1st prize: ƒ 1000, the medal of Muziekstad Den Bosch, a diploma, a concert with the Brabant Orchestra, a KRO Radio broadcast.
2nd prize: ƒ 500, Honorary diploma, a concert with the Brabant Orchestra, a KRO Radio broadcast.
Young Talent prize: ƒ 500, Honorary diploma
Honorary diploma Honorary diploma 
  Dan Iordachescu  Baritone RO
 1st prize Not awarded  
 2nd prize Rineke Cornelissens  Soprano NL
 1st prize Margaret Duckworth  Alto UK
 2nd prize Ewa Dubrowska  Alto PO
 2nd prize Lucienne van Dijck  Mezzo-soprano BEL
 1st prize Not awarded  
 2nd prize Jean-Jacques Schreurs  Tenor BEL
 1st prize Dan Iordachescu  Baritone RO
 2nd prize Anthoni Dutkiewicz  Baritone PL
 2nd prize Peter Leeming  Baritone UK
  Dan Iordachescu  Baritone RO

Dan Iordăchescu

Dan Iordachescu“A formidable voice and an excellent technique sustained by a powerful artistic personality. His lyric baritone radiated in ‘Di provenza il mar’ from La traviata. Iordăchescu’s rendition of Mussorgsky’s ‘Song of the Flea,’ in which the full allure of his artistic personality manifested itself, was a rare experience.” (L. Sch., “Opmerkelijke prestaties,” Brabants Dagblad, September 6, 1963)

“Romanian baritone Dan Iordăchescu reaped the loudest applause. His Gala Concert performance confirmed his exceptional vocal gifts and his natural artistic flair, which had already impressed everyone during the competition. First he sang Valentin’s cavatina from Gounod’s Faust , and later he concluded the concert with Mussorgsky’s ‘Song of the Flea.’ Public enthusiasm for the latter was such that he rewarded them with an encore, ‘Non più andrai’ from Le nozze di Figaro. That too was turned into an extremely expressive tour de force, both vocally and in terms of performance.” ( Brabants Dagblad, September 13, 1963)

Dan Iordăchescu (b. 1930, Vânju Mare) graduated from Iași Conservatory and then debuted in December 1949 in Bucharest at the Theatre CCS as Chiaburul in Florin Comişel’s operetta Cântec de viață nouă (Song of Life). He enrolled in the Ciprean Porumbescu Conservatory in Bucharest (1952–56), where his vocal teachers were Constantin Stroescu and Petre Ștefănescu Goangă. Following victories in vocal competitions in Berlin, Salzburg and Geneva in 1956, he was engaged as a soloist at the National Opera in Bucharest, where he made his debut in December 1956. Iordăchescu continued his vocal studies at the Mozarteum in Salzburg (1956), in Paris (1958–60) and in Rome (1960). About his IVC contest he remembers that he arrived by train:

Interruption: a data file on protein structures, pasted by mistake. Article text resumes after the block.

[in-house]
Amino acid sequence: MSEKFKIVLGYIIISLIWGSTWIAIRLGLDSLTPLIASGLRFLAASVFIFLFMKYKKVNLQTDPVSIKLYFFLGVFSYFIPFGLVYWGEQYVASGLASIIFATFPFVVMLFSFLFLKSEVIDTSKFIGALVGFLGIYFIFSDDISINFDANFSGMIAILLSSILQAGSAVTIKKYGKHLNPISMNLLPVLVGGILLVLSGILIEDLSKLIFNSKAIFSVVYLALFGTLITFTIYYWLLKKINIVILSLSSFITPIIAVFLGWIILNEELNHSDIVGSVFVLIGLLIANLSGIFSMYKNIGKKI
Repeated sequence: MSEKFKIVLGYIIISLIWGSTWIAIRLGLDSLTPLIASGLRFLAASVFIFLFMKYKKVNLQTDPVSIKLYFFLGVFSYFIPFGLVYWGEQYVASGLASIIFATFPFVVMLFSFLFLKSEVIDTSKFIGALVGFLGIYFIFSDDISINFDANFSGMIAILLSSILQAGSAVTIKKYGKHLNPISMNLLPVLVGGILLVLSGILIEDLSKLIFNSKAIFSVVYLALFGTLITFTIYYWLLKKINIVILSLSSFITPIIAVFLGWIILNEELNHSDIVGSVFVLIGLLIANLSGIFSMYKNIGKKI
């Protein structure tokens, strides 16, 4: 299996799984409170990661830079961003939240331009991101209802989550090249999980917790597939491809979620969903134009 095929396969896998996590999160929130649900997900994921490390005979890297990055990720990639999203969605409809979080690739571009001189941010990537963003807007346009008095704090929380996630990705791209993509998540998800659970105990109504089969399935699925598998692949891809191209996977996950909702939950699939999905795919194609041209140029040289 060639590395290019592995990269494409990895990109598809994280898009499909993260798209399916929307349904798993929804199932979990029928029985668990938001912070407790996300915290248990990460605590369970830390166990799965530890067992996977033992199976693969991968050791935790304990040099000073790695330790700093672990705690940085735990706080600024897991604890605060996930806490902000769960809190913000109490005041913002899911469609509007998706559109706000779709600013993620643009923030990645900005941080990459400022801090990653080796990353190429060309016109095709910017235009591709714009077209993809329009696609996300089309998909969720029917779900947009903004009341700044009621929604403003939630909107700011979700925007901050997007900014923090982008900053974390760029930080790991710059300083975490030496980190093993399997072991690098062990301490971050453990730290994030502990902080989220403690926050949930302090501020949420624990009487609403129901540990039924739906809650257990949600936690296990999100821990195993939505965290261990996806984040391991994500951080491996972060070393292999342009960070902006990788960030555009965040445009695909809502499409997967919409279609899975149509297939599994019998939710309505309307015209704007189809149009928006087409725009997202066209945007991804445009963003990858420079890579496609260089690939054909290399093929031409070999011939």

“I had two days to rest, and there was strong competition from Polish baritone Anthonie Dutkiewicz; but I decided the battle with Mussorgsky’s ‘Song of the Flea,’ my strongest number. What impressed me in Den Bosch was the audience’s enthusiasm. They applauded me frenetically. Of course, my career had already taken wing, yet I was subsequently invited to sing in Germany and The Netherlands, where I did Carmen with Cora Canne Meijer, and I also performed in The Hague and returned to ’s-Hertogenbosch for concerts.” (Interview with Dan Iordăchescu in Bucharest, June 6, 2014)

During his impressive career of more than 60 years, Iordăchescu undertook 262 international tours in 61 countries, from Eastern Europe to the operatic capitals of Europe and North and South America, as well as Asia and even the Arab countries. He performed his 45 principal roles in over 1100 performances from La Scala to the Vienna State Opera, the Paris Opéra and New York’s Metropolitan Opera and the Bolshoi in Moscow (along with nearly 1600 lieder recitals). His partners included Mario Del Monaco, Plácido Domingo, Mirella Freni, Renata Scotto, Virginia Zeani, Montserrat Caballé, Luciano Pavarotti, Franco Corelli, Giuseppe di Stefano and others under Riccardo Muti, Lorin Maazel, Zubin Mehta, MstislavRostropovich and Tullio Serafin. What he remembers most vividly were his operatic creations:

“I sang in three world premieres in Italy, among them Nino Rota’s Roma capomunni, and then also Lodovico Rocca’s Monte Ivnor and Vito Frazzi’sDon Chisciotte. Another thing I am very proud of is my recital of George Enescu songs in Carnegie Hall.” (Interview with Dan Iordăchescu in Bucharest, June 6, 2014)

Since 1979 he has given master classes in the United States, Great Britain, France, the Philippines, Greece, Turkey and Romania. Summarizing his career, Iordăchescu says:

“I sang for God, the composers, and the public. When I had to sing and act villains, even killers such as Iago, I was very convincing, although it was difficult for me. I managed because I believe that God wanted me to show what evil looked like so that people could recognize it.” (Interview with Dan Iordăchescu in Bucharest, June 6, 2014)

Iordăchescu made countless recordings for labels such as Electrecord and Eterna. The complete filmed 2014 conversation with Iordăchescu can be seen at 401ivca.com.

Margaret Duckworth

Margaret“The resemblance between Margaret Duckworth’s impressive voice and Kathleen Ferrier’s was striking, especially in the aria ‘Let other creatures’ from Händel’s Jephtha. Vocal splendor and dramatic intensity were abundantly displayed in ‘Liber scriptus’ from Verdi’s Requiem.” (Brabants Dagblad, September 13, 1963)